Thursday, May 10, 2007

Tic Tacs #5

Tom Barnett on John Robb's book Brave New Wars: "John's book is deeply informed by the fact he's a serious technocrat who distrusts politics. Indeed, politics as any form of solution is basically missing in action in this book. When it's referred to glancingly here and there, it's always to catalogue dysfunction or corruption (e.g., America's entire political system is dismissed with a reference to Jack Abramoff's ability to purchase it at will--a blanketing statement which comes off as strangely naive in its cynicism, but that's not unusual for military guys who often describe Washington like it's some modern-day Sodom)."

From the AP via Yahoo: "The Pentagon is setting up a civilian Language Corps, a cadre of some 1,000 foreign-language speakers who can help the government in times of war and national emergencies. In a three-year pilot program, the Defense Department will recruit volunteers and do testing to see if such a program would work. If successful, a permanent corps could be developed, said Robert Slater, who heads the Pentagon personnel office's security education program. "The federal government can't possibly identify, hire and warehouse professionals with skills in 150 languages," Slater said Wednesday. "So it's invaluable to be able to respond in emergencies, whether international or national.""

World Bank Private Sector Development Blog on quality of FDI (quote from referenced paper): "This paper exploits a comprehensive, industry level data set for the period 1985-2000 that encompasses 29 countries to examine the various links between different “types” of FDI and growth. An appealing feature of industry analysis is that it mitigates some of the effects of unobserved heterogeneity and model misspecification, which are difficult to control at the national level. We also use as an instrument a new industry-level data set on industry targeting. We find FDI at the industry level to be associated with higher growth in value added. The relation is stronger for industries with higher skill requirements and for industries more reliant on external capital."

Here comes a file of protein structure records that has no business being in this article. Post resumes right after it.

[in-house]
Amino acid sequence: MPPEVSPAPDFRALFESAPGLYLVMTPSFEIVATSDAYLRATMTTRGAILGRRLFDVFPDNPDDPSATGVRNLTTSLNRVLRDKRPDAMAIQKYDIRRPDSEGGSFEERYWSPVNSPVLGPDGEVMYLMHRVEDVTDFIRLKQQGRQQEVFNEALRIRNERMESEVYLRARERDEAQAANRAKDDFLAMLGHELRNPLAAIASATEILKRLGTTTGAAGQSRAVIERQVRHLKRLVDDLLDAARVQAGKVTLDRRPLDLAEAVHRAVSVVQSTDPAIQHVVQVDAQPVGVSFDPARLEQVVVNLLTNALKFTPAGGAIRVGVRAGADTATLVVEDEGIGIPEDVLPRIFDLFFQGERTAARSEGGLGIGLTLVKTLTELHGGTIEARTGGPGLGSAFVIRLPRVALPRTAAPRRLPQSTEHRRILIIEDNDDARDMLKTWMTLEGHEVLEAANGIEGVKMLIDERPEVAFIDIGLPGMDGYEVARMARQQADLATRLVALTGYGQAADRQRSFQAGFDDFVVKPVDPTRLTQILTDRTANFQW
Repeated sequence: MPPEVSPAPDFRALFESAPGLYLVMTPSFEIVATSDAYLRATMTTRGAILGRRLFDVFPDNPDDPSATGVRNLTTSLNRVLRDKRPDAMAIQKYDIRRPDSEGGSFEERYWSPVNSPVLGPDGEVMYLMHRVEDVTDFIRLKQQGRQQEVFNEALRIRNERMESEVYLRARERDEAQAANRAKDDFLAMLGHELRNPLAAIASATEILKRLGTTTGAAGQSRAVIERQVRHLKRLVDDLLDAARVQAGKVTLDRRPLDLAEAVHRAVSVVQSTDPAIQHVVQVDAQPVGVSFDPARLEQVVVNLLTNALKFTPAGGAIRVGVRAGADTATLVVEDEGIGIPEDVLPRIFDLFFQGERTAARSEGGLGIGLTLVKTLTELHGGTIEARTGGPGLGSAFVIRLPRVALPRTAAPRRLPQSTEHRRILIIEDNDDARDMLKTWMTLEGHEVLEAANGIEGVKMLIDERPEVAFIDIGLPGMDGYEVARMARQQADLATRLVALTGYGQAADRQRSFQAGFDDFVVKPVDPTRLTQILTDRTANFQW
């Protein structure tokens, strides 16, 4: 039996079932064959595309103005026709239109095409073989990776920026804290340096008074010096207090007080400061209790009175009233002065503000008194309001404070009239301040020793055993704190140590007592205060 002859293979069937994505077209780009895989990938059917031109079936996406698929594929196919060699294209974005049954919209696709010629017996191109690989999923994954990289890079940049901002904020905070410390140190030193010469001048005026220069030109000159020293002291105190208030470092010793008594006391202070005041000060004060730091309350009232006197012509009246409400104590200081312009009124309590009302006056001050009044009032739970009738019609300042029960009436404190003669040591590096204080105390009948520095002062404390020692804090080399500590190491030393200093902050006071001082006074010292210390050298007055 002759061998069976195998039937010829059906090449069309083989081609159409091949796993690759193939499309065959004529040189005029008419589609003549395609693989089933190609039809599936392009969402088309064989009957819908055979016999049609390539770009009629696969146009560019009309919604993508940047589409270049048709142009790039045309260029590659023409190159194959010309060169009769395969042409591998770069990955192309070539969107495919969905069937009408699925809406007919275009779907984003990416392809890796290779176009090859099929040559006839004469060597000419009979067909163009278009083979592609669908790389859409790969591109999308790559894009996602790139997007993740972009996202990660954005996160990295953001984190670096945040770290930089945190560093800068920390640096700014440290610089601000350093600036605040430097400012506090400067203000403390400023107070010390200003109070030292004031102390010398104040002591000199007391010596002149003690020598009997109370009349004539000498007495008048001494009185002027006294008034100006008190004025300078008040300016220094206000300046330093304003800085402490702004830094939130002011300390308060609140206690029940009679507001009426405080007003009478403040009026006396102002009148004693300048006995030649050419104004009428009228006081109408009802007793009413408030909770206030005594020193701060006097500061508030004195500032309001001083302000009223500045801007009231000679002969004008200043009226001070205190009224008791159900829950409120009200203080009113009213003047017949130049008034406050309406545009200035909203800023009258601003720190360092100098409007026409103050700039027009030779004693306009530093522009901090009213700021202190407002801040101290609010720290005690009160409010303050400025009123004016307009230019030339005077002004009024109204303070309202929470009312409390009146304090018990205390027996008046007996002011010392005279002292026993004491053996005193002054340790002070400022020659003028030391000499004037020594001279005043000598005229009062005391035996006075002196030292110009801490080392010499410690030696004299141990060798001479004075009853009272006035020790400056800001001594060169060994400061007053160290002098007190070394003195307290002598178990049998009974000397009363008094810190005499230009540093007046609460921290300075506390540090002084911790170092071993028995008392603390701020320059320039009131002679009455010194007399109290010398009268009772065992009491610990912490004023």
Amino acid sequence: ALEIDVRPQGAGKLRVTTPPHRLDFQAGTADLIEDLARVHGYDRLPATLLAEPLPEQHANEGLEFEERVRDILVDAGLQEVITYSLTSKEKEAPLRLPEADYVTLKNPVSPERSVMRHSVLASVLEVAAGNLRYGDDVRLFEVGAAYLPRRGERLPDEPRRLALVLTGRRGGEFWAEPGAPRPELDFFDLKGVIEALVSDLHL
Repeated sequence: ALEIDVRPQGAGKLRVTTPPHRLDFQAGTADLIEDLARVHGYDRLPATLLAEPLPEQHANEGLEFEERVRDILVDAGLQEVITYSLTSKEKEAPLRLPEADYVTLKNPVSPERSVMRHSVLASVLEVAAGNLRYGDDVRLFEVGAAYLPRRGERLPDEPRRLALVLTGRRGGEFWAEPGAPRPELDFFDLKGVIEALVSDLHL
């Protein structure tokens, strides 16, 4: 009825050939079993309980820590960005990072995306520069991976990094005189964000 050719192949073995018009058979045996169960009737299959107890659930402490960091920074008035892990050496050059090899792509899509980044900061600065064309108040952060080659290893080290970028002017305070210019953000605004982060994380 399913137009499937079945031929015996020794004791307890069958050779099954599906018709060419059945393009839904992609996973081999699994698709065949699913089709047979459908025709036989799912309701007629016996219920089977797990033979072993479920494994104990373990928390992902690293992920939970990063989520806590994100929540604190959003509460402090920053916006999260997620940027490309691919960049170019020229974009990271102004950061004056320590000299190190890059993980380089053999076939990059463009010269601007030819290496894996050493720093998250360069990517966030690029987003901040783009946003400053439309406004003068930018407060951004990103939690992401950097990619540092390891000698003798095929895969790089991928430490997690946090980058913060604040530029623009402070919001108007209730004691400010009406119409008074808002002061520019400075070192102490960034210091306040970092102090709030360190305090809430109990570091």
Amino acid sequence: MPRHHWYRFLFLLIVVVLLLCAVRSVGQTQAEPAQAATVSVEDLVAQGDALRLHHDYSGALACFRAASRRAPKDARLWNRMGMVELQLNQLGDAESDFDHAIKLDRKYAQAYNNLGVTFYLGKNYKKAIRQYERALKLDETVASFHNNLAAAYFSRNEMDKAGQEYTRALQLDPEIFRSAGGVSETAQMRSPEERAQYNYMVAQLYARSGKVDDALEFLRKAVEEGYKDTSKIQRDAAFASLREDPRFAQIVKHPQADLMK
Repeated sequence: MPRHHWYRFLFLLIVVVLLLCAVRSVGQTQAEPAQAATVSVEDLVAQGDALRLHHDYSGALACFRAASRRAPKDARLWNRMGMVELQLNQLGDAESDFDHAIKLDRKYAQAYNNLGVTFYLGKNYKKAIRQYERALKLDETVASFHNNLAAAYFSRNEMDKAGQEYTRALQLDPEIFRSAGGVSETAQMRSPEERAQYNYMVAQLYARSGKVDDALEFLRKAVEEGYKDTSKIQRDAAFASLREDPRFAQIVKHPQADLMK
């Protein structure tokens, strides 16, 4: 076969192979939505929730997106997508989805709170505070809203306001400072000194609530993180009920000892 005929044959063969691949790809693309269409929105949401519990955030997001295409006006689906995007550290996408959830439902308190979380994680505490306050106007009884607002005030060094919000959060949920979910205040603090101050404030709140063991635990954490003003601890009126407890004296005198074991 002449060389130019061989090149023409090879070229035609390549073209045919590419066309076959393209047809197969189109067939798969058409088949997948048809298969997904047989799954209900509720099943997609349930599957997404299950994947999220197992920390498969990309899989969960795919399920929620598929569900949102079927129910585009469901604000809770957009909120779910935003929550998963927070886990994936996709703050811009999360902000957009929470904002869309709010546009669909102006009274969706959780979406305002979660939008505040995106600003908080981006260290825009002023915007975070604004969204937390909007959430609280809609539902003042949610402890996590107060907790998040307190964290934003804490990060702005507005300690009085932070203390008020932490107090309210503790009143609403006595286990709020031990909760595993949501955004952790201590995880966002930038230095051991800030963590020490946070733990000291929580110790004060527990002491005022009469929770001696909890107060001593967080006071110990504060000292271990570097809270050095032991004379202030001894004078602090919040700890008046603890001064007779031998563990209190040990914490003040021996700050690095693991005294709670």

North County Times: "CAMP PENDLETON -- The first five of 24 Iraqi civilians killed in Haditha by a squad of Camp Pendleton Marines in 2005 were repeatedly shot by two sergeants who then agreed to blame the slayings on the Iraqi army, one of the shooters testified Wednesday afternoon. Sgt. Sanick Dela Cruz said he fired at the five men moments after Staff Sgt. Frank Wuterich unleashed a barrage of bullets at the group being held at gunpoint with their arms raised in the air." "Publics around the world say the United Nations has the responsibility to protect people from genocide and other severe human rights abuses even if this means acting against the will of their own government, according to a multinational study."

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